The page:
Re: [PATCH v1 1/2] dt-binding: ptp: add bindings document for dte based ptp clock

From: Florian Fainelli
Date: Thu Jun 22 2017 - 21:04:54 EST

On 06/22/2017 05:42 PM, Scott Branden wrote:
> On 17-06-21 08:19 PM, Rob Herring wrote:
>> On Tue, Jun 20, 2017 at 3:48 PM, Scott Branden
>> <scott.branden@xxxxxxxxxxxx> wrote:
>>> Hi Rob,
>>> On 17-06-18 07:04 AM, Rob Herring wrote:
>>>> On Mon, Jun 12, 2017 at 01:26:00PM -0700, Arun Parameswaran wrote:
>>>>> Add device tree binding documentation for the Broadcom DTE
>>>>> PTP clock driver.
>>>>> Signed-off-by: Arun Parameswaran <arun.parameswaran@xxxxxxxxxxxx>
>>>>> ---
>>>>> Documentation/devicetree/bindings/ptp/brcm,ptp-dte.txt | 13
>>>>> +++++++++++++
>>>>> 1 file changed, 13 insertions(+)
>>>>> create mode 100644
>>>>> Documentation/devicetree/bindings/ptp/brcm,ptp-dte.txt
>>>>> diff --git a/Documentation/devicetree/bindings/ptp/brcm,ptp-dte.txt
>>>>> b/Documentation/devicetree/bindings/ptp/brcm,ptp-dte.txt
>>>>> new file mode 100644
>>>>> index 0000000..07590bc
>>>>> --- /dev/null
>>>>> +++ b/Documentation/devicetree/bindings/ptp/brcm,ptp-dte.txt
>>>>> @@ -0,0 +1,13 @@
>>>>> +* Broadcom Digital Timing Engine(DTE) based PTP clock driver
>>>> Bindings describe h/w, not drivers.
>>>>> +
>>>>> +Required properties:
>>>>> +- compatible: should be "brcm,ptp-dte"
>>>> Looks too generic. You need SoC specific compatible strings.
>>> Rob, could you please help me understand the use of adding SoC specific
>>> compatible strings.
>>> I still don't get it.
>>> It's my understanding that the SoC compatibility string is to future
>>> proof
>>> against bugs/incompatibilities
>>> between different versions of the hardware block due to integration
>>> issues
>>> or any other reason.
>>> You can then compare in your driver because the strings were already
>>> used in
>>> the dtb.
>>> That would make sense if you can't already differentiate what SoC you
>>> are
>>> running on.
>>> But the SoC is already specified in the root of the device tree in the
>>> compatible string?
>>> Why can't you just use of_machine_is_compatible inside your driver when
>>> needed?
>> Use of of_machine_is_compatible in drivers will result in the same
>> mess we had with machine_is_X defines pre-DT. It practically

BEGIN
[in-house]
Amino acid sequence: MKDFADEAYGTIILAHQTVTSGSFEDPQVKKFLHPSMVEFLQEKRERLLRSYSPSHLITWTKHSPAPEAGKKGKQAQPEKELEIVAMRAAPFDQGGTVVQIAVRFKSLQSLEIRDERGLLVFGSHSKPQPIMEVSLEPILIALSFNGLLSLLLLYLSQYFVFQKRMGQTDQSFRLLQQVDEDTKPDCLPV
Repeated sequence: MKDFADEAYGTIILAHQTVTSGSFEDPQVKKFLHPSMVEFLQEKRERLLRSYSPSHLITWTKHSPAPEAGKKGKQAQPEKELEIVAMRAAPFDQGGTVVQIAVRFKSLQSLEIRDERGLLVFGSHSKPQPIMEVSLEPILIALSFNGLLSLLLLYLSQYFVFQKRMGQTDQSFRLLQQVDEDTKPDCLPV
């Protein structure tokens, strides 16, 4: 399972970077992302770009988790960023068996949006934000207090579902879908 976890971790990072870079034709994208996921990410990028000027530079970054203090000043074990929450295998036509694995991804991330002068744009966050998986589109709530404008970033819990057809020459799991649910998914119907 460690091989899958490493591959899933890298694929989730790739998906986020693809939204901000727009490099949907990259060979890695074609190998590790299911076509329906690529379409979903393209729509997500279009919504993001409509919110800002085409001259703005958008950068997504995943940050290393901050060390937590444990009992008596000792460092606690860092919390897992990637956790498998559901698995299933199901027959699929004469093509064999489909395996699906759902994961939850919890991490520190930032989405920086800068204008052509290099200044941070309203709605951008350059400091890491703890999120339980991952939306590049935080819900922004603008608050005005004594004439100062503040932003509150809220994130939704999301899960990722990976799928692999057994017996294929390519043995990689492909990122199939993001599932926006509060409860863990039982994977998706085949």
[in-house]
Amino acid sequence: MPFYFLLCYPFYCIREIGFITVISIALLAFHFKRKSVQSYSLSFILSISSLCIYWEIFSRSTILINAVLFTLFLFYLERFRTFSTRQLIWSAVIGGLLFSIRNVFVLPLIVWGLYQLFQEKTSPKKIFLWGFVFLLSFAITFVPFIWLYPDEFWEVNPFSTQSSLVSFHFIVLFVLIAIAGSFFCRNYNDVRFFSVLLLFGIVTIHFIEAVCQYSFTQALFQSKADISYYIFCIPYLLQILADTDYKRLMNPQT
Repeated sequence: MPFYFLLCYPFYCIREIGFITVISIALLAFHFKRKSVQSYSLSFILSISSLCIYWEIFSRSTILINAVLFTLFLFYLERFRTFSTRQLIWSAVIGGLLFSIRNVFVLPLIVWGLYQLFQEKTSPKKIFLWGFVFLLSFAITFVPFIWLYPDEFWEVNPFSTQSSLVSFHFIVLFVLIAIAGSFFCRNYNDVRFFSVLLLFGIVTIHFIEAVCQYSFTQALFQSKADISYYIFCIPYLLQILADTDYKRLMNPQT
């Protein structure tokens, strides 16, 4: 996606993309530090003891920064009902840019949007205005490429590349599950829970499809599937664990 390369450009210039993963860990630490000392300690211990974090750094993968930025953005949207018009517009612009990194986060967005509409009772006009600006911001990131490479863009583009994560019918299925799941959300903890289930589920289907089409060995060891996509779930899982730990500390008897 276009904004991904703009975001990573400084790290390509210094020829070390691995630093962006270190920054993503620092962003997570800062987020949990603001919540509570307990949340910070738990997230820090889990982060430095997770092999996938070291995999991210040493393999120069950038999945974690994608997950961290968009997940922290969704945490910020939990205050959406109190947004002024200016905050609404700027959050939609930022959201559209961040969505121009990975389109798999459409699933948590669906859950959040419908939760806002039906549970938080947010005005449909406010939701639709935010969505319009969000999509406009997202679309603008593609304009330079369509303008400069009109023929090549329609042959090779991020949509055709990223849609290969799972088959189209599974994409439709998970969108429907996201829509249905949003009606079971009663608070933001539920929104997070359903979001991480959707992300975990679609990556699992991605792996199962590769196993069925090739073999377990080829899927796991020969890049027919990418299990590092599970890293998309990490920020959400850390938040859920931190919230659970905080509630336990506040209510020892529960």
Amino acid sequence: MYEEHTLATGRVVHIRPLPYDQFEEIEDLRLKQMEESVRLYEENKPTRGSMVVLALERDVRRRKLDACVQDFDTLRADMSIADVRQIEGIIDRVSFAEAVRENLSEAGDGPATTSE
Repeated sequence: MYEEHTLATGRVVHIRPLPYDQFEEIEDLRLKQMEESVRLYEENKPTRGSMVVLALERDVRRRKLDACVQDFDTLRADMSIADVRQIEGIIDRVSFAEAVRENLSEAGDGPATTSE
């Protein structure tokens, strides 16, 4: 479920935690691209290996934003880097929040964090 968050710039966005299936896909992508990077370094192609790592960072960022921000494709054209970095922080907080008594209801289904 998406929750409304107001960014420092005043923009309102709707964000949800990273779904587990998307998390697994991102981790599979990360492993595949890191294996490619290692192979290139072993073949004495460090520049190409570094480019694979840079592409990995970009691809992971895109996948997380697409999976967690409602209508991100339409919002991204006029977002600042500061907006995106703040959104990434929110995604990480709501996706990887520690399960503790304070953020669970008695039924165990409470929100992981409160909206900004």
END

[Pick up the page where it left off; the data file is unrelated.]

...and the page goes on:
>> guarantees that you must update the driver for a new SoC (with
>> fallback compatibles you don't). Plus the matching logic for
>> of_machine_is_compatible is open coded logic in every driver which is
>> worse IMO than having a standard match table.
> I don't understand what you mean by fallback compatible then.
> Let's say I have 3 SoCs that each contain the same ip block.
> You want us to add a fallback compatibility per SoC, is that correct?

I think Rob meant a fallback compatibility for the particular block.
E.g: brcm,iproc-ptp is the fallback compatible string, but in your
SoC-specific DTS, you would have at least:

compatible = "brcm,cygnus-ptp", "brcm,iproc-ptp";

Where cygnus-ptp is more specific than iproc-ptp

> Then, if there is a workaround discovered in a particular SoC the driver
> can be updated in the future without changing the dtb.
> Then, the block gets added to a 4th SoC.
> You want us to another new compatibility string for the new SoC?
> If the new SoC has a bug then the driver has to be updated whether it is
> in uses the fallback compatible or machine_is_compatible string.
> There is no difference in amount of code added to a driver when a new
> SoC is introduced into the system that has bugs that need to be handled
> by the driver.
> The difference is in your recommendation we need to go through all the
> drivers used by the new SoC and add fallback compatibility strings.

Not really, the fallback is what the driver should be matching by
default (hence the name fallback) and if and only if you need to have a
SoC-specific behavior in your driver (because of bugs, or slight
differences) would you be matching this SoC-specific compatible string
to capture that and key the driver behavior based off that.

> Then, we have to modify all the devicetree documentation for all the
> drivers. Then, we have to ensure that all dts files populate this new
> fallback string (even if it is unused). We don't see the benefit in
> doing any of that. Using machine_is_compatible and having less
> compatibility strings to deal appears much cleaner and more foolproof
> for all situations.

When you introduce a new SoC, you would update all the bindings for the
devices (not drivers) that are susceptible to be used by this SoC. If
all goes well, your SoC has little bugs, and your drivers don't even
need to see an update because they are already matching the fallback
compatible string.

That's what I understand from the suggestion but I may be totally off
rails here.